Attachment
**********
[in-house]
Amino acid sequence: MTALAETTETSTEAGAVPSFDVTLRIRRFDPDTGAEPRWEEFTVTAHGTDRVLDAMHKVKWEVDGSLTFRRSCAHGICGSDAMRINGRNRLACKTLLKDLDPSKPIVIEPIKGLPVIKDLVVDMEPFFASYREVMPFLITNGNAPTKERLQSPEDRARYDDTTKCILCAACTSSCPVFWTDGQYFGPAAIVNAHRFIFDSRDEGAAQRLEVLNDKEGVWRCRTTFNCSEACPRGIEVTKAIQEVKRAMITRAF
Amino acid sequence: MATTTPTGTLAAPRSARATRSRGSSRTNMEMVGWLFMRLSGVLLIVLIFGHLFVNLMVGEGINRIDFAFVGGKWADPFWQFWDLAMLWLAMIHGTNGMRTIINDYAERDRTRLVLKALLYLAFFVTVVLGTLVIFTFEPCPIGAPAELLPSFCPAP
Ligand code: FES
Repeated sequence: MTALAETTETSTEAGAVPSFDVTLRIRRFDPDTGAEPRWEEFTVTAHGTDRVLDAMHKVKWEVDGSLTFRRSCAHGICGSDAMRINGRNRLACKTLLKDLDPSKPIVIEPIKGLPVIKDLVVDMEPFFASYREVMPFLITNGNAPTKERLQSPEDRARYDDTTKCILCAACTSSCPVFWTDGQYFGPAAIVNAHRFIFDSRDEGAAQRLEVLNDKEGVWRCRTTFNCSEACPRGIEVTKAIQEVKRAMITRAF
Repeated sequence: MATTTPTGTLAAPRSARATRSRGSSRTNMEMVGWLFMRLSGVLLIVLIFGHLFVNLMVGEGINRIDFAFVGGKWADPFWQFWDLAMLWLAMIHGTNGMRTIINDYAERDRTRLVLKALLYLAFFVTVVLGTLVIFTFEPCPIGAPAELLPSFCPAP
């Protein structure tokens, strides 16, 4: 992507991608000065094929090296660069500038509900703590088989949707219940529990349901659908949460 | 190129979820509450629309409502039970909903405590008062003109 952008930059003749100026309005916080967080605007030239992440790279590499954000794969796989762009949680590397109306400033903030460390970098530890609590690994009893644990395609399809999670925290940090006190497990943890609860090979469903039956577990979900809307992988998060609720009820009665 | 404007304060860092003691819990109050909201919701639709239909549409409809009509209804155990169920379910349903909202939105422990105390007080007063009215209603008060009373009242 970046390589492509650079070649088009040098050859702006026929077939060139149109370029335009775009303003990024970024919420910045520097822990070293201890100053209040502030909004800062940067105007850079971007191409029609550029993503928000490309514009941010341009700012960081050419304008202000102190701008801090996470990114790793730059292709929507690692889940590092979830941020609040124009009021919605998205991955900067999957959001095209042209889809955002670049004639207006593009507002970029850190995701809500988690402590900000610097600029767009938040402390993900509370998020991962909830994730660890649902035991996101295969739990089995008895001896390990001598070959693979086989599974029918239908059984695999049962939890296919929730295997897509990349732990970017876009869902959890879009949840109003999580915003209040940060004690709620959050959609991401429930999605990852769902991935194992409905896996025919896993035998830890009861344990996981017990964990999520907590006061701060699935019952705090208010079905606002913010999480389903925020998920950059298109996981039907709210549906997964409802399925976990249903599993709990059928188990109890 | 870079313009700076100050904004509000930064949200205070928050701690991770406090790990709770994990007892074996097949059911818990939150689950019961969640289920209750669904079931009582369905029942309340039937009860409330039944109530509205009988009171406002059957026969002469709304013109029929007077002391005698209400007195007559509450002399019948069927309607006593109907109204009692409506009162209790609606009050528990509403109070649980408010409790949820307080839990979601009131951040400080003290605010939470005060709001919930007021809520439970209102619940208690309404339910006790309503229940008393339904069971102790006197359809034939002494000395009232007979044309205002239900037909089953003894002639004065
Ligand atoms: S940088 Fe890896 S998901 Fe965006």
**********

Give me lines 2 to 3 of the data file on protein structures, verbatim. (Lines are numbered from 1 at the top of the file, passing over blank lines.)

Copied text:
Amino acid sequence: MTALAETTETSTEAGAVPSFDVTLRIRRFDPDTGAEPRWEEFTVTAHGTDRVLDAMHKVKWEVDGSLTFRRSCAHGICGSDAMRINGRNRLACKTLLKDLDPSKPIVIEPIKGLPVIKDLVVDMEPFFASYREVMPFLITNGNAPTKERLQSPEDRARYDDTTKCILCAACTSSCPVFWTDGQYFGPAAIVNAHRFIFDSRDEGAAQRLEVLNDKEGVWRCRTTFNCSEACPRGIEVTKAIQEVKRAMITRAF
Amino acid sequence: MATTTPTGTLAAPRSARATRSRGSSRTNMEMVGWLFMRLSGVLLIVLIFGHLFVNLMVGEGINRIDFAFVGGKWADPFWQFWDLAMLWLAMIHGTNGMRTIINDYAERDRTRLVLKALLYLAFFVTVVLGTLVIFTFEPCPIGAPAELLPSFCPAP